According to the ASPCA, about 44 percent of all households in the United States have a dog. That means whether Realtors are working with a buyer or seller, a dog-friendly family yard can be a big selling feature. Here are some tips from the Outdoor Power Equipment Institute (OPEI), to help get yards ready for springtime fun for the entire family.
Tune up your turfgrass.
A sturdy grass lawn can take the pounding and activity of an active pooch. After a winter in dormancy, your lawn will be moving back into a growth phase as the weather heats up. Begin mowing as soon as your lawn needs it.
Create a dog-friendly backyard.
Map out your yard with your dog in mind. Soft foliage, sturdy turfgrass, smooth stones, and dog toys can help your pet feel at home. Add a water station so your pet can hydrate after some time playing. A fun water feature can help your pooch cool off when it’s hot.
Plan for fun.
Set up an area for your dog to dig, such as a digging box or digging bed. Add chew toys in the dirt (leave one poking out) to help your dog get the idea. A canine obstacle course can provide hours of fun if you have the space available to install one.
Use plants to give your dog a sense of boundaries.
Place plants close together in areas you want to designate as off-limits and train your dog to avoid them. Leave open areas for your dog to run and play in (and accept that that is what your dog will do).
Avoid toxic plants that can be harmful to your pet.
Dogs do not naturally avoid plants that are toxic to them and many will eat plants that are not safe for consumption. A few common toxic plants for dogs are: carnations, chrysanthemums, daffodils, hostas, ivy, lilies, morning glories, tomatoes, and tulips. For a complete list, visit ASPCA’s list of nontoxic and toxic plants for dogs.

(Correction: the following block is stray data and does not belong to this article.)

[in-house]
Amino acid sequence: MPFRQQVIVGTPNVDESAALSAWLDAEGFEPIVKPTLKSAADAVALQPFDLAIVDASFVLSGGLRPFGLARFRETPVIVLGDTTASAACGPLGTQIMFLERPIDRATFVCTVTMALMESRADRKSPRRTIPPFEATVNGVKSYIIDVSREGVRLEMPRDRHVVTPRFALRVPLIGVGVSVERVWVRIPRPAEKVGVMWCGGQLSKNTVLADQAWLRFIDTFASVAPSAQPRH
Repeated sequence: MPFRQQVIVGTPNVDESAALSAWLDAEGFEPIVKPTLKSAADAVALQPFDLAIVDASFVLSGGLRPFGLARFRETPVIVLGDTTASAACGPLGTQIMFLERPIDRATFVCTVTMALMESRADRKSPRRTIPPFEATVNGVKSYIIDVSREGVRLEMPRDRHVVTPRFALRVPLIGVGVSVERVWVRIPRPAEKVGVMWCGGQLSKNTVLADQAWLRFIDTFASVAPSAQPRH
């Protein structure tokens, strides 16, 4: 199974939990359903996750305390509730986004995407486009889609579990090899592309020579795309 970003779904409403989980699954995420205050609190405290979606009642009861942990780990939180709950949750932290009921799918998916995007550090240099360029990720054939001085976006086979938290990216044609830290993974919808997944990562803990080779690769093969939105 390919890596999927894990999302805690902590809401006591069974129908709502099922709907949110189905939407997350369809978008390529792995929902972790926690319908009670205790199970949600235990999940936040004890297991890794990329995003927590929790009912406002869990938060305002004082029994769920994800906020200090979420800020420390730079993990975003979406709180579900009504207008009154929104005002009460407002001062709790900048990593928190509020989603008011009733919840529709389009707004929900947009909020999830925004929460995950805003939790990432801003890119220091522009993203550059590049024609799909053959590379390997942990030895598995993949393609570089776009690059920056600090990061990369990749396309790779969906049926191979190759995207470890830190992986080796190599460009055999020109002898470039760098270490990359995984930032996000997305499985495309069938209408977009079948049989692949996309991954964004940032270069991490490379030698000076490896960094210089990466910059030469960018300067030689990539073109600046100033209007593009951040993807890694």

Look for hazards and eliminate them.
Some paved or sandy surfaces may get too hot for your pet to walk on comfortably. Tiny pebbles, thorns, or gravel can get caught in paws. Ensure your pet’s main play area includes grass.
Check your fence.
A fence is an important safety feature for your pet. Make sure your fence is solid and do any needed repairs. Pay attention to your gate and be sure locks are working properly. Many dogs will patrol the edges of the yard and make paths near the fence line. Plan for these predictable paths in your yard and if you find them unsightly, you can add a gentle stone or mulch path. If you use an invisible fence, make sure it is properly working and that your pet knows the boundaries.
Set up for shade (and naps).
Your dog will need a place to relax after a busy day of play. A tree or bush can provide shade for your pet. A dog house provides a great place for your four-footed friend to take an afternoon snooze.
For more information on nurturing your living landscape, go to www.SaveLivingLandscapes.com.